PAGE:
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Open Roads Forum  >  RV Lifestyle

 > Background check?

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Free2Range

Texas

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Posted: 02/11/12 03:04pm Link  |  Print  |  Notify Moderator

Have you ever had an RV park require a background check for your monthly stay? I could understand a credit check I guess, but a background check?

* This post was edited 02/11/12 03:10pm by an administrator/moderator *

BroncosFan

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Posted: 02/11/12 03:40pm Link  |  Print  |  Notify Moderator

what state? and to they want your SS number?

davelinde

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Posted: 02/11/12 03:43pm Link  |  Print  |  Notify Moderator

never had one do that (as far as I know).

Do you suppose they should know if they have a felon or a registered offender of some kind there? Seems prudent depending on who they've been attracting for long term stays.


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Posted: 02/11/12 03:45pm Link  |  Print  |  Notify Moderator

ktmdkm wrote:

Have you ever had an RV park require a background check for your monthly stay? I could understand a credit check I guess, but a background check?


a park in Texas wanted us to complete a 12-page application for an *overnight stay*!! sorry, it's their park, their rules but unless i was going to pay with a check a credit check much less a 12-page application form where i'm asked for personal and financial references is out of line. even personal checks can be instantly debited from a checking account these days. same with a credit card. the park will know instantly if the card is good or not. we walked. nice park but no thanks.


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westernrvparkowner

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Posted: 02/11/12 04:17pm Link  |  Print  |  Notify Moderator

In most states, staying longterm changes the relationship from an Innkeeper status (where the owner can do pretty much anything they wish) to a landlord status (where it may take 6 months or more to evict a bad tennant and you will have to go to court to do it.). Much more risk than just a lost rent payment. A terrible tennant can inflict a lot of damage in 6 months, both physically to the property and to the reputation of the park. Watch the movie "Pacific Heights", it isn't too far from the truth.

Free2Range

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Posted: 02/11/12 04:06pm Link  |  Print  |  Notify Moderator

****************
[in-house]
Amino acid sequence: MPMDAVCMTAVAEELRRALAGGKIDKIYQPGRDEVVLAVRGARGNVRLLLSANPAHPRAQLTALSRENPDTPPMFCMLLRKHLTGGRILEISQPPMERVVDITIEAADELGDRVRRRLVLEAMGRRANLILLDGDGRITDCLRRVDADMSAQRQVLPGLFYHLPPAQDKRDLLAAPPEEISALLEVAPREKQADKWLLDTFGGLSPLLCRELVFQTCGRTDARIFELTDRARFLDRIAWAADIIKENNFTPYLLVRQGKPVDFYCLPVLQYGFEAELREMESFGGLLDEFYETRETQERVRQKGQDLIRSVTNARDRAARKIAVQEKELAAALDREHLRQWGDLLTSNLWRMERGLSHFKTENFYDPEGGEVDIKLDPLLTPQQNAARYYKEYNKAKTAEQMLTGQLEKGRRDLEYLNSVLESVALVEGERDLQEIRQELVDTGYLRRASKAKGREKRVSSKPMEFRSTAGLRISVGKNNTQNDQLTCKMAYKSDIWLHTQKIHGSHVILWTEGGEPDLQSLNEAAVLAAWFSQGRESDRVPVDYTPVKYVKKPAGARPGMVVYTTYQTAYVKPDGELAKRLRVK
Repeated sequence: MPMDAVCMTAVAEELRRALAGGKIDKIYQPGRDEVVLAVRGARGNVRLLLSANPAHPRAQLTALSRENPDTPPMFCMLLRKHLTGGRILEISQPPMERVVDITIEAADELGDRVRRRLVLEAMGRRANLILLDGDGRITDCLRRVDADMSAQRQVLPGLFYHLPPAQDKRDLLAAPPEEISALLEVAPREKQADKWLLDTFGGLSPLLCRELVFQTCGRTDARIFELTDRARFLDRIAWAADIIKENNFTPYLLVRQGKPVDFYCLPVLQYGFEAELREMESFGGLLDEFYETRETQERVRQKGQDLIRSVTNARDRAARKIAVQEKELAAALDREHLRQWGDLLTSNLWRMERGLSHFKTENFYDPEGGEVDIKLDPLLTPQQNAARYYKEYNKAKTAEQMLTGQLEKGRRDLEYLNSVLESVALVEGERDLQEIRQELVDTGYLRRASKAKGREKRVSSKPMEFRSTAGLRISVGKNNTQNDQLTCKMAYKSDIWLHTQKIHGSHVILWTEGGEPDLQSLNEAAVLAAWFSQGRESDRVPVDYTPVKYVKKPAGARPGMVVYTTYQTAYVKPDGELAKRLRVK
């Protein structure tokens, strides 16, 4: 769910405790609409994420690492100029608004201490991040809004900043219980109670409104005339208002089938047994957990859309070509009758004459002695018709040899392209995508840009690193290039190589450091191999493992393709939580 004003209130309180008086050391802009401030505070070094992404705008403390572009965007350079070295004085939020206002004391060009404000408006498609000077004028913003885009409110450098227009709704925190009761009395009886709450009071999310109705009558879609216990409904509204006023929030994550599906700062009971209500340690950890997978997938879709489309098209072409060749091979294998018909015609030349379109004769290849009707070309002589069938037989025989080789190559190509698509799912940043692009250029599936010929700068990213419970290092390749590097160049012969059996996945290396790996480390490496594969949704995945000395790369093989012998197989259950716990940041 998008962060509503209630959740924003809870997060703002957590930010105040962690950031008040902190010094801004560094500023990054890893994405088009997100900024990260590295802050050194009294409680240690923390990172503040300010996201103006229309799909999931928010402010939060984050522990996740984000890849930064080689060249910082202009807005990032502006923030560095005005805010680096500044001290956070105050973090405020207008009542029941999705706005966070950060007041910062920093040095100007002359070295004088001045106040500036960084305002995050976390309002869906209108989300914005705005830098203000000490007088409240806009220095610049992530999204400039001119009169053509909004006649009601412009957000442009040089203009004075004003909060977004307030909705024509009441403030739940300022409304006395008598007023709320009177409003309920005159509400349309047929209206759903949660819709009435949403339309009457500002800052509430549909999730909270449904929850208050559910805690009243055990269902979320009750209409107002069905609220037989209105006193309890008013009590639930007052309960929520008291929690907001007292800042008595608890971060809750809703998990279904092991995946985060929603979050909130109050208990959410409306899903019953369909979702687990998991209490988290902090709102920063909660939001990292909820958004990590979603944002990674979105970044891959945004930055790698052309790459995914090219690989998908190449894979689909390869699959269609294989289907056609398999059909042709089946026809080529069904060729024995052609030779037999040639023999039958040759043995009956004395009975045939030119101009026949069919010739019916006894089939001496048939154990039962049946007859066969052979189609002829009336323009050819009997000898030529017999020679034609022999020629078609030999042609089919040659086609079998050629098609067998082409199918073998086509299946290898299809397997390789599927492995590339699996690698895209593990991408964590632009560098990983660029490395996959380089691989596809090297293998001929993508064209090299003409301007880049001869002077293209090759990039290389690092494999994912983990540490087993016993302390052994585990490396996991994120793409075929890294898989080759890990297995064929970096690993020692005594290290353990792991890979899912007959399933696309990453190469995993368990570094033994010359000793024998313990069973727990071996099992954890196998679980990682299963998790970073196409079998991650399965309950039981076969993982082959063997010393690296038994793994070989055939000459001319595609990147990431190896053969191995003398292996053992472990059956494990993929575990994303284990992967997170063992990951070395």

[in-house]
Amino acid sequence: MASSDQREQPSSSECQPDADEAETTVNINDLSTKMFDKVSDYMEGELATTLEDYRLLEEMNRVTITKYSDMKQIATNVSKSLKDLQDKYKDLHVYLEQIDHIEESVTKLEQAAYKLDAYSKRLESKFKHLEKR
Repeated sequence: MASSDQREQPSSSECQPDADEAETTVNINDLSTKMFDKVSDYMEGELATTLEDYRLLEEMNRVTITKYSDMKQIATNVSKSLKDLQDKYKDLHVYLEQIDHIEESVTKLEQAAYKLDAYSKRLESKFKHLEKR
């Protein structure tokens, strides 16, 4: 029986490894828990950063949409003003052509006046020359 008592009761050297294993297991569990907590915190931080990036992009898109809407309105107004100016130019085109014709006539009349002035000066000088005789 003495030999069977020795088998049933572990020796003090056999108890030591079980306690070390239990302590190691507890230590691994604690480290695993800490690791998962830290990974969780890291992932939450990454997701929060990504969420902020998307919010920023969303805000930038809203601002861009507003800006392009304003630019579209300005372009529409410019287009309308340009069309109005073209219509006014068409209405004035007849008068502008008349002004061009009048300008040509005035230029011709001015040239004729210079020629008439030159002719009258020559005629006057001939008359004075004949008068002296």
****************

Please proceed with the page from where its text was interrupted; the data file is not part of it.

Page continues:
TX park. New owners. No riff raff that we've seen in living nearby the last four years. Owner seems a little high strung given that a city cop and county sheriff live there too.

retired4fun2002

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Posted: 02/12/12 09:59am Link  |  Print  |  Notify Moderator

I would welcome that, that way there are no felons, perverts, etc.. If anyone should object, then they have the right to go to another place. Safe travels.

skipnchar

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Posted: 02/11/12 05:10pm Link  |  Print  |  Notify Moderator

How do you KNOW they want a background check? Just what information did they request? I've never heard of anything like that but if I did they probably wouldn't get the explanation out before I left their parking lot. Of course they can check anything they WANT to check as long as they don't start asking for personal information from me beyond my name address, phone number etc.


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MaverickBBD

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Posted: 02/12/12 07:34am Link  |  Print  |  Notify Moderator

She Who Must Be Obeyed worked seventeen years in Law Enforcement. Ten of which was on the Warrants and Fugitives desk. Like she says you may think it is the big bad patrol officer that arrests people but it is the little old white haired ladies with a computer that sends the cops out "to do their duty".

That being said she believes everyone should be "run" if they have nothing to hide. We have past several thousand miles arguing over right to privacy and personal liberty. Now with drone aircraft, face recognition technology, and cameras everywhere I do not think parks need or should require that. Not being law enforcement, they have to have your permission to do such a check. I do not give my permission by NOT staying at such a place.

There are also several systems in which to check all the way from Interpol, Federal (including FBI, DOD and DOS), State DOL and criminal systems and many include welfare and child support. Even after 9/11 a lot of these systems don't 'talk' to each other. So what system are they using to check?

BTW you don't ever want to run an FBI agent or the President of the U.S. I am sure there are others too.


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Old-Biscuit

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Posted: 02/11/12 05:42pm Link  |  Print  |  Notify Moderator

westernrvparkowner wrote:

In most states, staying longterm changes the relationship from an Innkeeper status (where the owner can do pretty much anything they wish) to a landlord status (where it may take 6 months or more to evict a bad tennant and you will have to go to court to do it.). Much more risk than just a lost rent payment. A terrible tennant can inflict a lot of damage in 6 months, both physically to the property and to the reputation of the park. Watch the movie "Pacific Heights", it isn't too far from the truth.


I think this has to do more with it than anything else......fine line between inn keeper and landlord.
That CG owner may just be overly anxious but covering his rear end.

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